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NOVEMBER WRITING COMPETITION CLOSING SOON

COMPETITION LOGO

Our first page writing competition closes on 30th November.

So make sure you get your entry in.

You need to submit just the FIRST PAGE of your story.

Unfortunately picture books are not appropriate for this particular competition, but we will be having a competition just for picture books next year.

There are great prizes to be won.

Competition categories are:

8-12

13-17

Adult

Check out the competition page here for details and good luck:)

 

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10 TIPS FOR WRITING A GREAT FIRST PAGE

skating tuti looking left

FIRST PAGE CHECKLIST

1. Introduce the main character – Your reader will want to know who this story is about. If they love your main character, they will want to read what happens to them.

2. Hook the reader – You need to intrigue and excite your readers. Make your beginning so interesting that they want to read on

3. Set the tone – Give the reader an idea of the sort of story this is by the tone and content. For example if it’s going to be a humourous adventure then start out funny. if it’s going to be horror, then start scary.

4. Use action not boring stuff. For example, if someone opens the door and there’s something scary or surprising on the other side, start with the door opening not the person walking to the door. Start at the action.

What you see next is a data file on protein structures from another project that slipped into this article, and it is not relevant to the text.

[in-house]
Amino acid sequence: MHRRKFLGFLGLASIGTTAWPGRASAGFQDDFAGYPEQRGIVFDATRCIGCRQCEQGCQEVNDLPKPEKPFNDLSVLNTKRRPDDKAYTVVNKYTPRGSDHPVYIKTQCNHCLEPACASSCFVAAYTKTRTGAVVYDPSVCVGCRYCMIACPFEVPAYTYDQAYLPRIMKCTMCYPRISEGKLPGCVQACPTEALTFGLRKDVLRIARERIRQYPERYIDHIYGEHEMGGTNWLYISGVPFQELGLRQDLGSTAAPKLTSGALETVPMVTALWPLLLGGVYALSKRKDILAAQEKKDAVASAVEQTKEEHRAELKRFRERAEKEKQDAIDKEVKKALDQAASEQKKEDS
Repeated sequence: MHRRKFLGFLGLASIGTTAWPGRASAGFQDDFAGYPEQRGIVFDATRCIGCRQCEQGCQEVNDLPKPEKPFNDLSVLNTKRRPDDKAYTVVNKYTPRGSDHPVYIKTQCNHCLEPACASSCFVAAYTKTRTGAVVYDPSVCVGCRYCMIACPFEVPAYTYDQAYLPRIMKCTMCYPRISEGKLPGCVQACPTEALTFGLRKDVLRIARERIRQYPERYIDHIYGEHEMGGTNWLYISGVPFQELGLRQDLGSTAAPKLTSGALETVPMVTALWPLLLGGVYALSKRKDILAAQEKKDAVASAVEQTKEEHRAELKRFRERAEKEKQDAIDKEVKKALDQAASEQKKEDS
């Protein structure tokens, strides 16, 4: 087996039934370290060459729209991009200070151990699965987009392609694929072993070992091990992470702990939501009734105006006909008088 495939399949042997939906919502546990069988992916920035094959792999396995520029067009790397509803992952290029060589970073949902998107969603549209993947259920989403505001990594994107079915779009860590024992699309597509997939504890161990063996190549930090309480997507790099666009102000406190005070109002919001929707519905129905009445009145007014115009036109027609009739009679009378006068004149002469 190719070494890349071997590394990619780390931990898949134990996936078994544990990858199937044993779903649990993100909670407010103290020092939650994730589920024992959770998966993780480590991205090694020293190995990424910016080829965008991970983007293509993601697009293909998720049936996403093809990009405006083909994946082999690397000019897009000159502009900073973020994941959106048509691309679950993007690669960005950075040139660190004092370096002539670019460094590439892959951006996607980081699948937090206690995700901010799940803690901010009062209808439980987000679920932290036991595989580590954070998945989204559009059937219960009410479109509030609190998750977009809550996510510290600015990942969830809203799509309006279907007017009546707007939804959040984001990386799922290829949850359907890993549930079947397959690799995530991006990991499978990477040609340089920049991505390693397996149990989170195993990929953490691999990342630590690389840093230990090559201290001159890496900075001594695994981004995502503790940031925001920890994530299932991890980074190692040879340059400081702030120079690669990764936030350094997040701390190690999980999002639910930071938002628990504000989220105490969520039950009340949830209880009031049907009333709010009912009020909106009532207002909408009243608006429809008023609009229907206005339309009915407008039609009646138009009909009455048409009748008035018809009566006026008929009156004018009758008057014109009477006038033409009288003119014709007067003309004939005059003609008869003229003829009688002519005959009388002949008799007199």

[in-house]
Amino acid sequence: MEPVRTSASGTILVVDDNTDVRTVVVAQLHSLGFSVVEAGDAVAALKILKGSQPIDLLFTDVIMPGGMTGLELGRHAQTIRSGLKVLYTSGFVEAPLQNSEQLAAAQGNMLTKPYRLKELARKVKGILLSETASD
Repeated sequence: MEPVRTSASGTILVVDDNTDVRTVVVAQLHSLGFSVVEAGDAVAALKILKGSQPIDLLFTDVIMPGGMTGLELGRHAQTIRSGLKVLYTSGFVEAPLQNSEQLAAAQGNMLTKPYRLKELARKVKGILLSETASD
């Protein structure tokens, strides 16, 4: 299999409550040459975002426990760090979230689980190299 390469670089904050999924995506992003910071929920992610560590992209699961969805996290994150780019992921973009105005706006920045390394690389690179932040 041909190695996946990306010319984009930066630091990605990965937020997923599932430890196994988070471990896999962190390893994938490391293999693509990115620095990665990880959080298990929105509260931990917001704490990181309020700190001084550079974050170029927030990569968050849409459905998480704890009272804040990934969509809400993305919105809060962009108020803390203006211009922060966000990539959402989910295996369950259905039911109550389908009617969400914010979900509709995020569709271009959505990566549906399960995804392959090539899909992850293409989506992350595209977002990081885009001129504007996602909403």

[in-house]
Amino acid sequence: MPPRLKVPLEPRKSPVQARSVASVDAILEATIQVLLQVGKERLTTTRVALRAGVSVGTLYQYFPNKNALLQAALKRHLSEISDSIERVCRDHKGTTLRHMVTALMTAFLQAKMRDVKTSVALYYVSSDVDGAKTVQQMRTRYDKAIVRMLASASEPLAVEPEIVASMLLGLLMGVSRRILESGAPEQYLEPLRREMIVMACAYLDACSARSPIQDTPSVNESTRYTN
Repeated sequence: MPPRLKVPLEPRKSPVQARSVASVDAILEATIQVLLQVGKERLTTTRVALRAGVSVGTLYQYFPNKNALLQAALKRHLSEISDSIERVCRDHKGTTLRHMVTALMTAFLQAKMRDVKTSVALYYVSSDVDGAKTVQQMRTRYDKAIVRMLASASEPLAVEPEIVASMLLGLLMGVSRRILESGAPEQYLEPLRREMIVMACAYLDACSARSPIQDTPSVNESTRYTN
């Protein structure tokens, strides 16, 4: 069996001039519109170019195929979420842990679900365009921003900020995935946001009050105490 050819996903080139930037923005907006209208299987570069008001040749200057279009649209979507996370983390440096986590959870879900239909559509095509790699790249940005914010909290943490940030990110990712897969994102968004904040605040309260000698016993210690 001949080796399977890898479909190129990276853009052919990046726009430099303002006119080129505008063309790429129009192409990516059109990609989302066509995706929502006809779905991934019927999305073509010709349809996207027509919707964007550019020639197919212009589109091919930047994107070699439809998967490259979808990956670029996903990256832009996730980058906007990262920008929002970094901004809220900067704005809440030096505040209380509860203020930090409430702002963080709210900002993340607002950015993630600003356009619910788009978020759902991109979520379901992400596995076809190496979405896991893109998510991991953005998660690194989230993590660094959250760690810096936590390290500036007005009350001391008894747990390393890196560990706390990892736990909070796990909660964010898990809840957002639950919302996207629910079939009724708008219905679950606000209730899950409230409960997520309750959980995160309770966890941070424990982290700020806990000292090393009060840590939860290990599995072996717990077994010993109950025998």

5. Make it clear to the reader why your main character is in the scene. Why is your character in this particular place at this time?

6. Let the reader know what’s at stake. What is your character’s problem or what do they stand to lose if things don’t work out the way they want them to?

7. Introduce conflict – Give the reader a sense of what’s at stake, what is the conflict?

8. Don’t introduce too many characters too early – If you introduce too many characters on the first page it will confuse the reader.

9. Stick to one scene -Don’t confuse the reader by jumping from one scene/place to another on the first page. If you overload the reader with too much information they get confused and might not absorb important information that you want them to.

10. Use a strong voice – Make your main character unique. When they speak or act, the reader should be able to recognise that it’s your main character doing these things even if you don’t say who they are.

WRITING ACTIVITY – HOW WELL DO YOU KNOW YOUR CHARACTER?

From the first page of your story, your reader will need to connect with your character so you will need to be well connected with them to. You will need to see inside your main character’s head. You will need to know how they think and how they would react to a situation.

Here’s an activity to test how well you know the main character in your story.

1. Your main character has just started at your school. It’s your job to introduce them to your classmates. In 50 words or less introduce your main character. What are the most important things about them? What are the things that people might like to know.

2. Your school principal is not who they say they are. It turns out they are a baddy intent on the school’s destruction. At the next school assembly they have a plan to kidnap the school captain. Only your main character knows about it. How do they react? What do they do to save the school captain and the school?

I hope you find these tips and activities useful. Happy writing and I look forward to seeing your competition entries.

Dee:)

 

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